A convoy carrying humanitarian aid entered the Qalaat al-Madiq region of the northern Hama countryside on Thursday, by way of the Qalaat al-Madiq crossing that connects rebel-held areas in northern Syria with regime territory.
The convoy was the first of its kind to reach the northwest Hama countryside, said the Syrian Voice’s correspondent in Hama.
Forty trucks accompanied by armored vehicles were initially met with resistance from civilians who thought they were headed to the pro-regime besieged villages of Kafariya and al-Fuaa.
“More than 40 trucks carrying humanitarian aid made it into the Qalaat al-Madiq area,” Kareem Mohammed, head of the Red Cross’ Homs and Hama division, told the Syrian Voice.
“It was a joint convoy between the International Committee for the Red Cross, the Syrian Arab Red Crescent, and the UN,” he said.
“We got permission from both parties in Qalaat al-Madiq, the regime and opposition. The humanitarian aid that entered included food, medical supplies, and materials needed to get water projects up and running.”
“The convoy contained 6,400 food parcels, and the same number of medical parcels. The aid was intended for more than 30,000 families in the Sahl al-Ghab, Qalaat al-Madiq, and Jabal Shahshabu areas,” said Mohammed.
Local humanitarian organizations supervised the unloading of the aid, and will distribute the parcels to residents who have endured years of war in an area whose situation the UN has labeled catastrophic.
The fact that the convoy entered with regime approval upset some civilians and local humanitarian organizations. The regime kills civilians and then adopts a humanitarian stance by taking part in such aid deliveries, according to the Syrian Voice’s correspondent in Hama.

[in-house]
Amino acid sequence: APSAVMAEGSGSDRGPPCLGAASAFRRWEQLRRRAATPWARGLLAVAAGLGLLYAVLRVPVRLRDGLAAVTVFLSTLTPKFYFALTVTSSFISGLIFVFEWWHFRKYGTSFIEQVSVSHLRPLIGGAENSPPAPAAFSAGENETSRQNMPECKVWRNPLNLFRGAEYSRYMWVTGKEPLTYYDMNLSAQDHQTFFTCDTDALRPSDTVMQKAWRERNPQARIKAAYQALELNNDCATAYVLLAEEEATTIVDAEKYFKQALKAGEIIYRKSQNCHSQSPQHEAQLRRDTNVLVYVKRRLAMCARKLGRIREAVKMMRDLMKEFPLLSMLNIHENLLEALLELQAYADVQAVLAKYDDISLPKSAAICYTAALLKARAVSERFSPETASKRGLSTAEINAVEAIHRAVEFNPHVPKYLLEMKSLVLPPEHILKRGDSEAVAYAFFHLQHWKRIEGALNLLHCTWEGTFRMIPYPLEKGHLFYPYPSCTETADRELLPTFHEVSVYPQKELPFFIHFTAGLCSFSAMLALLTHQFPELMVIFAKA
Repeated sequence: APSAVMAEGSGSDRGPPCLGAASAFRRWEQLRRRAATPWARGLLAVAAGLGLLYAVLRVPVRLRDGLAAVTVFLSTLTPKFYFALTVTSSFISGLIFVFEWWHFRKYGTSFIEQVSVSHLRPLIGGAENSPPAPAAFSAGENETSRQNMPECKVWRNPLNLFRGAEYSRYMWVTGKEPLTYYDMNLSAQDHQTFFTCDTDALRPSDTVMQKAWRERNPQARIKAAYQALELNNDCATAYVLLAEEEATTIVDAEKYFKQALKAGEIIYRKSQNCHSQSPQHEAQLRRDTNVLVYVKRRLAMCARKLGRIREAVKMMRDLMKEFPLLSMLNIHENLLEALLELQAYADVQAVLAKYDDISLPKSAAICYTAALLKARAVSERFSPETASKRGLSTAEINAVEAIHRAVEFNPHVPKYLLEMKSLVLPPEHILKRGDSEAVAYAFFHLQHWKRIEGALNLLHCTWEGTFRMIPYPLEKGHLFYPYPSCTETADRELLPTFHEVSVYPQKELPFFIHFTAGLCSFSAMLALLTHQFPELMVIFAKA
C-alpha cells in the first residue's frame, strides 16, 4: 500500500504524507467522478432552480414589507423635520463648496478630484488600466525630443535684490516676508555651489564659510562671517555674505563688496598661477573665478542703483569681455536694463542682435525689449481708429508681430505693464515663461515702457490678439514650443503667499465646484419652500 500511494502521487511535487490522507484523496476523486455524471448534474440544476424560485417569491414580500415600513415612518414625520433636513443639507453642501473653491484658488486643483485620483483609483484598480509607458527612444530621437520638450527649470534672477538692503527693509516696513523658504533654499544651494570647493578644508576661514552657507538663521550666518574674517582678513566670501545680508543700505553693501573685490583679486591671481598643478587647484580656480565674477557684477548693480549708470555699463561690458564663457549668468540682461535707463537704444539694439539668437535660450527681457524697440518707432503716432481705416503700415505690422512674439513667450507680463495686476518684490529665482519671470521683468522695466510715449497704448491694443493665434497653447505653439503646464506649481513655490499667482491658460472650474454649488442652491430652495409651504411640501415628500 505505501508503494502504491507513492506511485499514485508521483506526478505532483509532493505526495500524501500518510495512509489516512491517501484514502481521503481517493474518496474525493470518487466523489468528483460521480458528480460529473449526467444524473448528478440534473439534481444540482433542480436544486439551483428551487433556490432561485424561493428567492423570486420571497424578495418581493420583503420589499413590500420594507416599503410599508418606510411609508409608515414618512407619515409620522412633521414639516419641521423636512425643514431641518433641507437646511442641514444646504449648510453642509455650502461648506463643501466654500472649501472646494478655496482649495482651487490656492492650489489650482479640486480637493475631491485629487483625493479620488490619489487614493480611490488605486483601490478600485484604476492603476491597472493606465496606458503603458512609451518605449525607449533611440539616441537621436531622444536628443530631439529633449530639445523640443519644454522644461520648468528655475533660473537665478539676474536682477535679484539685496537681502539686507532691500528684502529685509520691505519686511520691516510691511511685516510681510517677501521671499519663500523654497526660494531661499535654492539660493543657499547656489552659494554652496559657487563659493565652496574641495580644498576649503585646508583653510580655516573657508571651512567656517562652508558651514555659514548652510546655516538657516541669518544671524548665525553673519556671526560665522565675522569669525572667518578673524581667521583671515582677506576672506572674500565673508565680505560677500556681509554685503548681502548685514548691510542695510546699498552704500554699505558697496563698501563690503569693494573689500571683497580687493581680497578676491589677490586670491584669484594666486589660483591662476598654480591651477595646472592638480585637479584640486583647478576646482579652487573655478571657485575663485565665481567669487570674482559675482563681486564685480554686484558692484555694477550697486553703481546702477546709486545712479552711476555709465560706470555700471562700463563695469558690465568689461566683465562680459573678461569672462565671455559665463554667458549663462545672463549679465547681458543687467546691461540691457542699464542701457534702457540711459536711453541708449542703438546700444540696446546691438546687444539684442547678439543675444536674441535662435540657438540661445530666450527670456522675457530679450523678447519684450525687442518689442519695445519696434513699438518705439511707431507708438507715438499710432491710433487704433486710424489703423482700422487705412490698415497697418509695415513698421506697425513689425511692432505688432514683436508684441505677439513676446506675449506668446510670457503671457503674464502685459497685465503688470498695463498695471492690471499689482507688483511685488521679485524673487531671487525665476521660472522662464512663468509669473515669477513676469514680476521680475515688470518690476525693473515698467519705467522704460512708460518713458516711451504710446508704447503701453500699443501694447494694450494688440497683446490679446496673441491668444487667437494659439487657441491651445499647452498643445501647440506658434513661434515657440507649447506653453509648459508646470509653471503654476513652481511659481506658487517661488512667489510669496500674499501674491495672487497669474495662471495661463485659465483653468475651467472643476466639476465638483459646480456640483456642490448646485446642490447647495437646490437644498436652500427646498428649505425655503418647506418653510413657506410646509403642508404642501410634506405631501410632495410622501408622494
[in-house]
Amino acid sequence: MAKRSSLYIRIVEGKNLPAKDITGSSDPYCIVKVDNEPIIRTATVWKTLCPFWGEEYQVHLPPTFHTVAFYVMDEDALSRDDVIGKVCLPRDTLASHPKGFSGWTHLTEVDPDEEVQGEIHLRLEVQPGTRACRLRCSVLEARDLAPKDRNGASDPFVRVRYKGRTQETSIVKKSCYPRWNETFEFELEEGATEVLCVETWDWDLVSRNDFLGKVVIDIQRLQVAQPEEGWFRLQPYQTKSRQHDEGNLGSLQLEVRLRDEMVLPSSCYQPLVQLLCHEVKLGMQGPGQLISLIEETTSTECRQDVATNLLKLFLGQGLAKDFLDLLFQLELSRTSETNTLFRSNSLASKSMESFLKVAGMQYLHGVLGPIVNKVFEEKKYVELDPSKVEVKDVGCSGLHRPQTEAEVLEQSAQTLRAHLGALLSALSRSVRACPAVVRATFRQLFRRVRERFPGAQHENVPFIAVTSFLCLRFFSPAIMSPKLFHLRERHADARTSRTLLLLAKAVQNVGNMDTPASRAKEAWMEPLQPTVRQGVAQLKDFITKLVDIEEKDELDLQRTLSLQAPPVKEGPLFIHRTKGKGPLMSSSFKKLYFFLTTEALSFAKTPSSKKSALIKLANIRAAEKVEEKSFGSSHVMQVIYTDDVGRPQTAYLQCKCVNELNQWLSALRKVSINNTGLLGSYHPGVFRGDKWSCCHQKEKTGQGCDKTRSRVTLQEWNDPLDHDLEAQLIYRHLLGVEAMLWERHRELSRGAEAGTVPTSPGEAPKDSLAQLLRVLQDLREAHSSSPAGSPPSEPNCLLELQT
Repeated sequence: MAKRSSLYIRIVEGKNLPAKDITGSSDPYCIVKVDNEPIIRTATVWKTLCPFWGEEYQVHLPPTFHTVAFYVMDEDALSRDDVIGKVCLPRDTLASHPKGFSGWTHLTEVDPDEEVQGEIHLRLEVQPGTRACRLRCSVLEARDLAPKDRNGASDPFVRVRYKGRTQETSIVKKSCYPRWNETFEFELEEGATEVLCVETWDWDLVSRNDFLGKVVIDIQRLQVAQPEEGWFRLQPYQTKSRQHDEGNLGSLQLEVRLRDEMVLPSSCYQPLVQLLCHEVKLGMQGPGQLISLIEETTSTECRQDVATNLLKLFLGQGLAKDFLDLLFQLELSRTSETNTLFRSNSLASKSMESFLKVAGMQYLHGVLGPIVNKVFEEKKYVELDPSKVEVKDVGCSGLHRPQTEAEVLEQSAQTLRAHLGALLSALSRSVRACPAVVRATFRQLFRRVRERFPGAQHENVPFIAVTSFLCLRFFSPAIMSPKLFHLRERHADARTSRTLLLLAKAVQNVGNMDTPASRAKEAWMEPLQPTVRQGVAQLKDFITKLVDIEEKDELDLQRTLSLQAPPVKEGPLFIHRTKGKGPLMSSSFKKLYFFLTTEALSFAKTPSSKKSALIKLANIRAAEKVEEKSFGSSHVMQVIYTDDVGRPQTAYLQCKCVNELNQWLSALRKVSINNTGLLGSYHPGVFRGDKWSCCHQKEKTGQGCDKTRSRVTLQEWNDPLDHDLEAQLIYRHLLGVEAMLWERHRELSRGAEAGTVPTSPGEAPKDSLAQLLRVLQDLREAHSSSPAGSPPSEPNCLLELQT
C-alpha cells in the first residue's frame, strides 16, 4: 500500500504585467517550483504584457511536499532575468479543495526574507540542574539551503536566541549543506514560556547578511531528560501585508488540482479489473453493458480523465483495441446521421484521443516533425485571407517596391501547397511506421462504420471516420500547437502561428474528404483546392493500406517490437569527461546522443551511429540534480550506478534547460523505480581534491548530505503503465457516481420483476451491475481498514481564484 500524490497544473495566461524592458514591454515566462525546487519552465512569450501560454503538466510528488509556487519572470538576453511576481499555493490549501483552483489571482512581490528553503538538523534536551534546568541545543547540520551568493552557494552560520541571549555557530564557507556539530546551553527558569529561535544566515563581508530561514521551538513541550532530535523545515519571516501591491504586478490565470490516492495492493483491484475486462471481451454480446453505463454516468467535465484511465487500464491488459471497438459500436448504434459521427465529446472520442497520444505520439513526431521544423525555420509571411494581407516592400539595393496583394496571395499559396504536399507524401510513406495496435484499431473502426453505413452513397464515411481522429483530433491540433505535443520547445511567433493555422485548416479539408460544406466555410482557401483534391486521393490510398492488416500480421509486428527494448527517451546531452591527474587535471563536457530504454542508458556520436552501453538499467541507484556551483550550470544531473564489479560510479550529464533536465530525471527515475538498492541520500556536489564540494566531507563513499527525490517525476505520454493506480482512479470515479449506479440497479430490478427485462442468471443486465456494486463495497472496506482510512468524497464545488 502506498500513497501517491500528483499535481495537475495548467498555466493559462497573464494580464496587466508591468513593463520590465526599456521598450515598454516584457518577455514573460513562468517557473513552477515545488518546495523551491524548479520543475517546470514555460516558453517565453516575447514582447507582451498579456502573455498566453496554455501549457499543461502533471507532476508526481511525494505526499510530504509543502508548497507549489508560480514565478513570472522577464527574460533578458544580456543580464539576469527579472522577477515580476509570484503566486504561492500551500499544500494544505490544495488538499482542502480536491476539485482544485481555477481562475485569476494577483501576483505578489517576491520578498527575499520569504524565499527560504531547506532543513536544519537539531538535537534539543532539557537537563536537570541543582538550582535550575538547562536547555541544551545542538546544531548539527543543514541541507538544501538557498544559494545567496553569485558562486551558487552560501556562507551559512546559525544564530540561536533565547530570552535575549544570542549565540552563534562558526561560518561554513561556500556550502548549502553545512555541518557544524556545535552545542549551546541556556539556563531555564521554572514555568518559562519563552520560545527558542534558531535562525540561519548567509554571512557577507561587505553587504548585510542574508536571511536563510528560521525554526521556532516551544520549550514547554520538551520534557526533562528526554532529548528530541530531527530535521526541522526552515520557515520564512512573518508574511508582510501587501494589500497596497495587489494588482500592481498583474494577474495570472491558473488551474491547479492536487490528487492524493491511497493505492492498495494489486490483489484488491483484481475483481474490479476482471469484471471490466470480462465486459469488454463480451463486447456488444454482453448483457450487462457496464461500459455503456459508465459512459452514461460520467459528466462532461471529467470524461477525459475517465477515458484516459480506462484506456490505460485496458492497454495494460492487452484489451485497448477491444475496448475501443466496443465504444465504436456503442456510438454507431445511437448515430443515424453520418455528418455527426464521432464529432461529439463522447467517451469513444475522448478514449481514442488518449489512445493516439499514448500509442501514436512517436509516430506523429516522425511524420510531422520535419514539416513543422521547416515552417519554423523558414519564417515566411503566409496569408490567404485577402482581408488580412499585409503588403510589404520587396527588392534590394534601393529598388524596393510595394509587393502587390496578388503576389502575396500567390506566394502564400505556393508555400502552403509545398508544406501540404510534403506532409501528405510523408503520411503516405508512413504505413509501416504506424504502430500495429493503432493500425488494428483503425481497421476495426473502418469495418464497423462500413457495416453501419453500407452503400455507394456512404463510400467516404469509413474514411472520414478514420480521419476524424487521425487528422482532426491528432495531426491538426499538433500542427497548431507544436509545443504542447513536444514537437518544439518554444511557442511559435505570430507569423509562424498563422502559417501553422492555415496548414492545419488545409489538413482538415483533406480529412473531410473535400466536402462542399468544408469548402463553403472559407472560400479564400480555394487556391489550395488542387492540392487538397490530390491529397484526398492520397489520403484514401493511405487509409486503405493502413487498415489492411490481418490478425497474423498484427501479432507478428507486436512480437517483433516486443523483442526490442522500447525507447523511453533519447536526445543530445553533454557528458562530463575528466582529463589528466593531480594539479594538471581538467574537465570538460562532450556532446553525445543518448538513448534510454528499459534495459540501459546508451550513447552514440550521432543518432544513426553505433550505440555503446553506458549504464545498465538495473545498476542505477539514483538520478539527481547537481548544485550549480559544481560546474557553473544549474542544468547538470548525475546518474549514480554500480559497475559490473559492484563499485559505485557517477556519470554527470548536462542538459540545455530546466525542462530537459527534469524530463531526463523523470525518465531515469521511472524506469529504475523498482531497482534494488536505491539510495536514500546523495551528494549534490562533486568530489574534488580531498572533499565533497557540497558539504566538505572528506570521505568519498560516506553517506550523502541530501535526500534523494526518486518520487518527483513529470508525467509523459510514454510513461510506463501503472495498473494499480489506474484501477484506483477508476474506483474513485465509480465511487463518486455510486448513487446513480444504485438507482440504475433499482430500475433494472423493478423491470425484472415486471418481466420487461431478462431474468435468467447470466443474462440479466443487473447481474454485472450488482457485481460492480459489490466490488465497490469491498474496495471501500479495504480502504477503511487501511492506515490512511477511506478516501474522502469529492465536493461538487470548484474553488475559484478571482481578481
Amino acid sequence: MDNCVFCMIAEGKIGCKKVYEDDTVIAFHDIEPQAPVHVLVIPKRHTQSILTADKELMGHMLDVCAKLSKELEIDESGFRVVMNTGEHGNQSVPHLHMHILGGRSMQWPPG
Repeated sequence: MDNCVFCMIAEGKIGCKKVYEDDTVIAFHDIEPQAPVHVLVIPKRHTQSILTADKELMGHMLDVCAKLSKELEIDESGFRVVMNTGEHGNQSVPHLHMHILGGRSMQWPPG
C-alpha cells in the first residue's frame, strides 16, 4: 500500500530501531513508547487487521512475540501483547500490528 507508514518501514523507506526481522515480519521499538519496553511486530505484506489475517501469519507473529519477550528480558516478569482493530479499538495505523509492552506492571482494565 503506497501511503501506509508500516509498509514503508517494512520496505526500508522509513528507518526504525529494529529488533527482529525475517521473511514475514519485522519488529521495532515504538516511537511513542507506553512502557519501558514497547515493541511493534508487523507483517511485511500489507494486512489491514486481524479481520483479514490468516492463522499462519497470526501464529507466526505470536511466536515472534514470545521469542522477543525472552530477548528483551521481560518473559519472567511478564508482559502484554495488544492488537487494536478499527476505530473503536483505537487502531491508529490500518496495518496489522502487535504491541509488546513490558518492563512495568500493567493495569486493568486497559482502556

The Hama Health Directorate authorized health centers and hospitals to make their own decision about what to do with the medicine brought in by the Red Cross and Syrian Arab Red Crescent.
A spokesman for the Hama Health Directorate who preferred anonymity told the Syrian Voice that, “the Hama Health Directorate did not issue an official decision, but the power to take one was given to the clinics and hospitals on the ground, to refuse to take in any shipment of medicine from the Red Cross or Syrian Arab Red Crescent that originated in regime-held areas.”
“Refusing to take this aid does not mean a refusal to accept aid from the UN, by way of humanitarian corridors with Turkey, but we have refused, and will refuse anything coming from regime-held areas,” said the source.
“The Hama Health Directorate is capable of covering hospitals and centers in terms of medicine and medical equipment, by means of UNICEF, and other medical and humanitarian organization that send us aid from Turkey.”
The Hama Health Directorate has never previously accepted aid from the Syrian Arab Red Crescent, according to the spokesman.
Some residents insisted on not taking the aid, because it entered with regime cooperation. They think that the regime is playing a game, bombing with one hand and holding out aid with the other, especially as it has committed several massacres in northern Syria recently.
Opposition areas in the northwest Hama countryside have been some of the hardest hit during the ongoing war, seeing as they fall on the front lines between rebel and regime areas. Battles and continuous, heavy bombing have been the norm in past years, causing thousands of families to flee for camps along the Turkish border, or informal camps between Hama and Idlib.